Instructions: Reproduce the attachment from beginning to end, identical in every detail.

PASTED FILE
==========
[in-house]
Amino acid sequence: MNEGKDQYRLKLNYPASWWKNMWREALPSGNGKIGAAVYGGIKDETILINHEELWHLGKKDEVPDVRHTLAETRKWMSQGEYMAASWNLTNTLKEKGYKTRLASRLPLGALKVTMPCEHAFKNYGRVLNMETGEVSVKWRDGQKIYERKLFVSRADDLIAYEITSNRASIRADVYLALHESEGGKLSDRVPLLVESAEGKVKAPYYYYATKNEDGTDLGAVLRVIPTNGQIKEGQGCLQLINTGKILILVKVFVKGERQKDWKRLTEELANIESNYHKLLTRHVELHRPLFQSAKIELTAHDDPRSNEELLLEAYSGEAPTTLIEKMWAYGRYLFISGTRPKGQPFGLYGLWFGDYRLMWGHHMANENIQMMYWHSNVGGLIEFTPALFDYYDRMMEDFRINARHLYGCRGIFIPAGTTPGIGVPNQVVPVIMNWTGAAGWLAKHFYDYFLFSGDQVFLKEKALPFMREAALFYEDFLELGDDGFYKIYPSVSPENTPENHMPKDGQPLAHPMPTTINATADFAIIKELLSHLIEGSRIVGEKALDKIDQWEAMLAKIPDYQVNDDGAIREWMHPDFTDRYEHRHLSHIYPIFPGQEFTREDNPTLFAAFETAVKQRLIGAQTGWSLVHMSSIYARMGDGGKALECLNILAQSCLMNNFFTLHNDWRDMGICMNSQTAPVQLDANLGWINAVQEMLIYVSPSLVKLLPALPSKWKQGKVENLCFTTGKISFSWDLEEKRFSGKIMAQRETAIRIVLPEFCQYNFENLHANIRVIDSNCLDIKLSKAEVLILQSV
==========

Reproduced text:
[in-house]
Amino acid sequence: MNEGKDQYRLKLNYPASWWKNMWREALPSGNGKIGAAVYGGIKDETILINHEELWHLGKKDEVPDVRHTLAETRKWMSQGEYMAASWNLTNTLKEKGYKTRLASRLPLGALKVTMPCEHAFKNYGRVLNMETGEVSVKWRDGQKIYERKLFVSRADDLIAYEITSNRASIRADVYLALHESEGGKLSDRVPLLVESAEGKVKAPYYYYATKNEDGTDLGAVLRVIPTNGQIKEGQGCLQLINTGKILILVKVFVKGERQKDWKRLTEELANIESNYHKLLTRHVELHRPLFQSAKIELTAHDDPRSNEELLLEAYSGEAPTTLIEKMWAYGRYLFISGTRPKGQPFGLYGLWFGDYRLMWGHHMANENIQMMYWHSNVGGLIEFTPALFDYYDRMMEDFRINARHLYGCRGIFIPAGTTPGIGVPNQVVPVIMNWTGAAGWLAKHFYDYFLFSGDQVFLKEKALPFMREAALFYEDFLELGDDGFYKIYPSVSPENTPENHMPKDGQPLAHPMPTTINATADFAIIKELLSHLIEGSRIVGEKALDKIDQWEAMLAKIPDYQVNDDGAIREWMHPDFTDRYEHRHLSHIYPIFPGQEFTREDNPTLFAAFETAVKQRLIGAQTGWSLVHMSSIYARMGDGGKALECLNILAQSCLMNNFFTLHNDWRDMGICMNSQTAPVQLDANLGWINAVQEMLIYVSPSLVKLLPALPSKWKQGKVENLCFTTGKISFSWDLEEKRFSGKIMAQRETAIRIVLPEFCQYNFENLHANIRVIDSNCLDIKLSKAEVLILQSV